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SunLit Interviews

Two buddies, a few beers and the unfettered exchange of crazy ideas gave birth to the adventures of Denver Moon

Warren Hammond explains the creative process that produced the protagonist Denver Moon (and a lot more) who drives the trilogy of sci-fi novels he wrote with Joshua Viola

Joshua Viola is a four-time Colorado Book Award finalist and co-author of the Denver Moon series with Warren Hammond. His comic book collection, ”Denver Moon: Metamorphosis,” was included on the 2018 Bram Stoker Award Preliminary Ballot for Superior Achievement in a Graphic Novel. His fiction has appeared in numerous anthologies, Birdy magazine, and on Tor.com. He is owner and chief editor of Hex Publishers.

Warren Hammond has authored several science fiction novels, quite a few short stories, and a graphic novel. His 2012 novel, ”KOP Killer,” won the Colorado Book Award for best mystery. His latest series, Denver Moon, is co-written with Joshua Viola. He also co-hosts the Critiki Party podcast.

The following is an interview with co-author Warren Hammond.

UNDERWRITTEN BY

Each week, The Colorado Sun and Colorado Humanities & Center For The Book feature an excerpt from a Colorado book and an interview with the author. Explore the SunLit archives at coloradosun.com/sunlit.


What inspired you to write this book?

My coauthor did. From the very beginning, the Denver Moon series was Joshua Viola’s brainchild. Josh has a talent for bizarre ideas like the one that sprung Denver Moon into existence: What if we wrote a story about a detective on Mars whose sidekick is a talking gun?

The second book, Denver Moon: The Saint of Mars, started the same way as the first one, in a bar, downing a couple beers, and letting the ideas fly…the weirder the better. The result is a novel that contains a beheaded android, a shapeshifting alien assassin, and the sadistic leader of a death cult.

Joshua Viola

Place this excerpt in context. How does it fit into the book as a whole and why did you select it?

I decided to start right at the beginning. As a genre Science Fiction can be taxing for a lot of people to read, especially if they’re new to it and aren’t as familiar with the commonly used worldbuilding devices and tropes. So, to be kind to your readers, I figured we should take it from the top so people can ease into Denver’s dark and gritty future.

Another thing I like about this piece is it really sinks you into Denver’s cynical worldview, a staple of detective fiction. At their heart, the Denver Moon books are mysteries.

Tell us about creating this book: any research and travel you might have done, any other influences on which you drew?

Josh and I are both big fans of genre fiction. Although the Denver Moon books would clearly be categorized as Science Fiction in any bookstore, we steal plenty of elements from other genres. We cross over quite a bit into horror for many of our scenes and plot points, and I’ve always been strongly rooted in detective noir fiction so you can see a lot of Sam Spade or Rick Dekard in how our protagonist thinks and operates. 

What were the biggest challenges you faced, or surprises you encountered in completing this book?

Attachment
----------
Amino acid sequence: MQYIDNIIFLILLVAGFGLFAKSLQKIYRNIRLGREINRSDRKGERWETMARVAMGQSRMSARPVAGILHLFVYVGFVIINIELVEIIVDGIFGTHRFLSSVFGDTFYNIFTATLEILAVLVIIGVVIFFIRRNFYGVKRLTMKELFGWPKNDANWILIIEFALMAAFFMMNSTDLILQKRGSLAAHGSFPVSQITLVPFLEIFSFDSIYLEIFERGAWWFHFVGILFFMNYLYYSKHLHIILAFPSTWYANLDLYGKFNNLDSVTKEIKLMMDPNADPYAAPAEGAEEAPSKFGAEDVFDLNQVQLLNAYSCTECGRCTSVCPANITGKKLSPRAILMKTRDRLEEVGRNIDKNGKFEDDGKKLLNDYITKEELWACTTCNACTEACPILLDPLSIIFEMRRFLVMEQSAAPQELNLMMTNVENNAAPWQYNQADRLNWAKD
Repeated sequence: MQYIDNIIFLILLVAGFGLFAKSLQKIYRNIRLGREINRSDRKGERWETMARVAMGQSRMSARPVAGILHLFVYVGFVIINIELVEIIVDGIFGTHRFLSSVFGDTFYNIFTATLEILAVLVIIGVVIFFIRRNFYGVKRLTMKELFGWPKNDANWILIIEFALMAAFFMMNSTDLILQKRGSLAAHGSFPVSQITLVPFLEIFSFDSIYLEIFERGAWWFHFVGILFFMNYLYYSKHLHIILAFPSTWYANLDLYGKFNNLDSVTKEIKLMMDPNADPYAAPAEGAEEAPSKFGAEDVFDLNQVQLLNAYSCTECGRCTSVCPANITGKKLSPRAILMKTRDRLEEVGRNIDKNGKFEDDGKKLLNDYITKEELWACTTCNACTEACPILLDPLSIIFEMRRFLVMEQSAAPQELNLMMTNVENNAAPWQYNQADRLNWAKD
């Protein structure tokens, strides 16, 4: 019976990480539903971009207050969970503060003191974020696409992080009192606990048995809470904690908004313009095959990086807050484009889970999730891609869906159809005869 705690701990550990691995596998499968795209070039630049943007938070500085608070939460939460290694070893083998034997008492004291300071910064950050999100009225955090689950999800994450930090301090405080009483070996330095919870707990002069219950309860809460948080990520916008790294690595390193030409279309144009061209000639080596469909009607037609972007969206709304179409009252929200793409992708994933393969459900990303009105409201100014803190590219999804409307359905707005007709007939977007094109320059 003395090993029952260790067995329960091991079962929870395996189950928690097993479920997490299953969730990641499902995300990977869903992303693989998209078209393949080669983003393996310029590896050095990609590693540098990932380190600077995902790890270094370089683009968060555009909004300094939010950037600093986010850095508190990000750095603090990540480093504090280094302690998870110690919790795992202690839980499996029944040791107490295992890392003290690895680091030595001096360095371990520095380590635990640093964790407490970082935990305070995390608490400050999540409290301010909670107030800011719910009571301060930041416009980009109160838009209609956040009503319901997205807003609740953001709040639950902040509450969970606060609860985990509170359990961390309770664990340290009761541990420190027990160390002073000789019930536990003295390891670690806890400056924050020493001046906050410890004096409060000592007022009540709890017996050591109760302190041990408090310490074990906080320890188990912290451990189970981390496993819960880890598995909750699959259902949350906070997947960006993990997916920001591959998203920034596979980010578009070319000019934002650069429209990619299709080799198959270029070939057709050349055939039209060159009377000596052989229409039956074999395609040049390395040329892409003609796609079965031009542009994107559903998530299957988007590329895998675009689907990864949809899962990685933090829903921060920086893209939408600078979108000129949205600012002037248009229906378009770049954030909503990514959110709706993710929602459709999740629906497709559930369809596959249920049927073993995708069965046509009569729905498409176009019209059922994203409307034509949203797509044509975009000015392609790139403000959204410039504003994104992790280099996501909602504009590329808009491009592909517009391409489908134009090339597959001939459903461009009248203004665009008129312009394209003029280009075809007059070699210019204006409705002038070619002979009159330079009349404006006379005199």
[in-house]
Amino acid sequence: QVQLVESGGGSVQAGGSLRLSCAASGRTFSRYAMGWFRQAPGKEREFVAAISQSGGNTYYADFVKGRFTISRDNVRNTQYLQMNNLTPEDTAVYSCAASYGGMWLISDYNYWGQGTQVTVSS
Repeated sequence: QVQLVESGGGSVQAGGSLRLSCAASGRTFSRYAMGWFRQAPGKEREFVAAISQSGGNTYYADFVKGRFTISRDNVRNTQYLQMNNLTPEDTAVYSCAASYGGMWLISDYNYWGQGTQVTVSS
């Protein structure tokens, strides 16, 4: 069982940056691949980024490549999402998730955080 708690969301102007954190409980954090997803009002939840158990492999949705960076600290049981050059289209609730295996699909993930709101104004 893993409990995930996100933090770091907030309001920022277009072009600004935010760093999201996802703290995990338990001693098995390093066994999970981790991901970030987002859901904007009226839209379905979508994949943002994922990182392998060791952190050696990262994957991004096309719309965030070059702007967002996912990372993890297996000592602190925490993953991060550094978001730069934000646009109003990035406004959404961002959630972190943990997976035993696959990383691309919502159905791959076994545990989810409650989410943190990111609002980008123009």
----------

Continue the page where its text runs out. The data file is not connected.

The biggest challenge in writing a novel is finding your focus. Without it, you have no momentum and your writing tends to wander. Ditto for your attention. So, the best advice I’ve probably ever heard on writing is to write every day, even if only for an hour. Doing so keeps you in the right mindset to be productive. Doing so keeps your story brain engaged even when you’re not at the keyboard. 

Warren Hammond

Walk us through your writing process: Where and when do you write? What time of day? Do you listen to music, need quiet? 

My favorite places to write are bars and coffee shops. I much prefer the noise and bustle over the quiet solitude of home. In fact, I’ve never been very productive writing at home. It seems to make me feel trapped and pretty soon I find myself cooking or inventing a house project or trying out a new cocktail in my home bar. I tend to do much better when I leave the house, settle down with a beverage of one sort or another, and then get to work in an environment where I don’t have anything else to do.

As I write this, we’re tragically stuck in the middle of the COVID-19 pandemic. I know many writers are putting the additional stay-at-home-time to good use. For me, it’s acted as a pretty big damper to my creative flow. Let’s hope we’re all in a better space soon.

What’s your next project?

We’re currently working on the third and final book in the Denver Moon trilogy. We don’t have a title yet, but we’ve got a good start on the book. If all goes according to plan, we’ll push the boundaries so much farther than we would’ve thought possible when we started the series a few years ago. So much so, that I’ve been laughingly calling the book Denver Moon Jumps the Shark. 

If you don’t get the joke, it’s a reference to the episode of “Happy Days” when Fonzie jumps a shark on water skis. In writing circles, the phrase has become a common metaphor for a writer’s desperate attempt to recapture a flagging audience.

We like to think our audience isn’t waning at all, but we’ve decided it’s always better to leave the stage early rather than stay on too late, so book three will be the last. We’re having a lot of fun writing it, and If we can pull off everything we have planned, it should wrap up the series rather nicely.

Buy “Denver Moon: Book II: The Saint of Mars” at BookBar.
Read an excerpt from the book.

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